Yang Liu's EAST MEETS WEST—Charming, Accurate...And Would Be Racist If A Westerner Did It
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In Quartz, Annalisa Merelli writes

Graphic artist Yang Liu has a sharp eye for cultural comparison, honed by personal experience. In 1990, at the age of 13, she moved from Beijing, to Berlin. After exactly 13 years there, she started an illustrated project to document her dual experiences in China and Germany.

Originally created as 47 simple blue and red posters, Yang Liu’s nonjudgmental series playfully captures the difference between cultures: from workplace hierarchy to restaurant etiquette. It has since been shown at the Ministry of Foreign Affairs in Germany, and was published in 2007 by art book authority Taschen with the title East Meets West.

The cultural differences between East and West, according to one artist, December 7, 2015

While Merelli characterizes these as nonjudgmental, they make exactly the kind of statements that are racist if Westerners make them. For example, this one says that Chinese are noisy in restaurants:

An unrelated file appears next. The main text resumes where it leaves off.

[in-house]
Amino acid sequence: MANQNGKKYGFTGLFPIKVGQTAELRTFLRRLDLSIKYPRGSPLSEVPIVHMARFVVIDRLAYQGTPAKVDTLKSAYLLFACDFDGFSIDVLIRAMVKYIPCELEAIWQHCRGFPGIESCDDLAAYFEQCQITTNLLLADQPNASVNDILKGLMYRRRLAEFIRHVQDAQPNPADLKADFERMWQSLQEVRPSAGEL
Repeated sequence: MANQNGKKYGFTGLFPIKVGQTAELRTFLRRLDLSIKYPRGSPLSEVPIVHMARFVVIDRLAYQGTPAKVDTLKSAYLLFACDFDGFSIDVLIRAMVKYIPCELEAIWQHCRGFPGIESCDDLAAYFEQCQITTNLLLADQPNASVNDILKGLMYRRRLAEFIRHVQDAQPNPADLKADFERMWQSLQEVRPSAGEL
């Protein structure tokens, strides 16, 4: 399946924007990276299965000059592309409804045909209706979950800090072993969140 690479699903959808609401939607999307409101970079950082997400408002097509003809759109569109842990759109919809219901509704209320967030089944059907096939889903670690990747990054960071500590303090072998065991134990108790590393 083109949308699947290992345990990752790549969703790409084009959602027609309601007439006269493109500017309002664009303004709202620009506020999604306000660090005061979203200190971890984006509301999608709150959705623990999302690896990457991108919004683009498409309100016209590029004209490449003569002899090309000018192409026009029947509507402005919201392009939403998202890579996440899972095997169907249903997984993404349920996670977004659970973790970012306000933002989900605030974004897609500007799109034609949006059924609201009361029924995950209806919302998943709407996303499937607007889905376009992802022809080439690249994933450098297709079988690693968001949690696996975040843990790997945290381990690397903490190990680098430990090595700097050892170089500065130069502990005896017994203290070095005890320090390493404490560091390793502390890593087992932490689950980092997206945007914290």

This one says that either Chinese are excessively deferential to their bosses—or their bosses are overbearing:



Of course, from the Chinese point of view, Western restaurants seem to be characterized by an eerie silence, and Westerners are disrespectful to their bosses—and remember that this woman lives in Germany, so that Chinese are being portrayed as both more noisy, and more deferential/authoritarian than Germans.

It's difficult to put a neutral, nonjudgmental spin on this one, which flat-out says that the Chinese custom is to lie, when Westerners tell the truth:



Now, all these things are fairly true, which doesn't mean Asians are horrible people, just different people. But it's the kind of thing that Westerners aren't allowed to say.

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